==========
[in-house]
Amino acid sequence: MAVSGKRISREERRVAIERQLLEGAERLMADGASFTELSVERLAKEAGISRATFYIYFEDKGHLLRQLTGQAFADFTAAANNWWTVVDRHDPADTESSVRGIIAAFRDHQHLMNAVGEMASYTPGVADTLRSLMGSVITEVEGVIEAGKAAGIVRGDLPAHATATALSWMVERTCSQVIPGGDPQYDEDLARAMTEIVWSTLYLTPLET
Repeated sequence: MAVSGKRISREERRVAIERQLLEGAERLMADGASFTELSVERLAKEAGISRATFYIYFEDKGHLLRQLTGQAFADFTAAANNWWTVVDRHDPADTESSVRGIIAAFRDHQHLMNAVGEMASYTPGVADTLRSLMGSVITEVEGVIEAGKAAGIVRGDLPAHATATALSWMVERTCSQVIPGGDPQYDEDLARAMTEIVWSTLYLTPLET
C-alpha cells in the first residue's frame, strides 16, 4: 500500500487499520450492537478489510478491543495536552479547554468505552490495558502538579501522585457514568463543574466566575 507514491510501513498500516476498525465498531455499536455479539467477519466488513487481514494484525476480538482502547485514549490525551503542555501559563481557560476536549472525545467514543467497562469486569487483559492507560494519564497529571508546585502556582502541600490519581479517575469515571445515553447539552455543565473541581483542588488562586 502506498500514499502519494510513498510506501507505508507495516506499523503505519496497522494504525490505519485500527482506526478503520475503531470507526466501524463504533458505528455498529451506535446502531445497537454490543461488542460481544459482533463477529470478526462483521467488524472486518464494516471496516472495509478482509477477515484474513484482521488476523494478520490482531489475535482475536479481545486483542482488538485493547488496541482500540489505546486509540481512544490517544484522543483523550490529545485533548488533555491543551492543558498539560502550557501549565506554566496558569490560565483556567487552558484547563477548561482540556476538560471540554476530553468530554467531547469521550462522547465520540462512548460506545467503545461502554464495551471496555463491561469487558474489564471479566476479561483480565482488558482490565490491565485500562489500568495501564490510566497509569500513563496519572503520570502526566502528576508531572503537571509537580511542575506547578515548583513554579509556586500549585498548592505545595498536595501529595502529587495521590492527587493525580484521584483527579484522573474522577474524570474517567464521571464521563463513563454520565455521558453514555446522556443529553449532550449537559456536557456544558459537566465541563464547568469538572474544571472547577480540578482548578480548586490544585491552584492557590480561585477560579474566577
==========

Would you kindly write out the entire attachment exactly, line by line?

[in-house]
Amino acid sequence: MAVSGKRISREERRVAIERQLLEGAERLMADGASFTELSVERLAKEAGISRATFYIYFEDKGHLLRQLTGQAFADFTAAANNWWTVVDRHDPADTESSVRGIIAAFRDHQHLMNAVGEMASYTPGVADTLRSLMGSVITEVEGVIEAGKAAGIVRGDLPAHATATALSWMVERTCSQVIPGGDPQYDEDLARAMTEIVWSTLYLTPLET
Repeated sequence: MAVSGKRISREERRVAIERQLLEGAERLMADGASFTELSVERLAKEAGISRATFYIYFEDKGHLLRQLTGQAFADFTAAANNWWTVVDRHDPADTESSVRGIIAAFRDHQHLMNAVGEMASYTPGVADTLRSLMGSVITEVEGVIEAGKAAGIVRGDLPAHATATALSWMVERTCSQVIPGGDPQYDEDLARAMTEIVWSTLYLTPLET
C-alpha cells in the first residue's frame, strides 16, 4: 500500500487499520450492537478489510478491543495536552479547554468505552490495558502538579501522585457514568463543574466566575 507514491510501513498500516476498525465498531455499536455479539467477519466488513487481514494484525476480538482502547485514549490525551503542555501559563481557560476536549472525545467514543467497562469486569487483559492507560494519564497529571508546585502556582502541600490519581479517575469515571445515553447539552455543565473541581483542588488562586 502506498500514499502519494510513498510506501507505508507495516506499523503505519496497522494504525490505519485500527482506526478503520475503531470507526466501524463504533458505528455498529451506535446502531445497537454490543461488542460481544459482533463477529470478526462483521467488524472486518464494516471496516472495509478482509477477515484474513484482521488476523494478520490482531489475535482475536479481545486483542482488538485493547488496541482500540489505546486509540481512544490517544484522543483523550490529545485533548488533555491543551492543558498539560502550557501549565506554566496558569490560565483556567487552558484547563477548561482540556476538560471540554476530553468530554467531547469521550462522547465520540462512548460506545467503545461502554464495551471496555463491561469487558474489564471479566476479561483480565482488558482490565490491565485500562489500568495501564490510566497509569500513563496519572503520570502526566502528576508531572503537571509537580511542575506547578515548583513554579509556586500549585498548592505545595498536595501529595502529587495521590492527587493525580484521584483527579484522573474522577474524570474517567464521571464521563463513563454520565455521558453514555446522556443529553449532550449537559456536557456544558459537566465541563464547568469538572474544571472547577480540578482548578480548586490544585491552584492557590480561585477560579474566577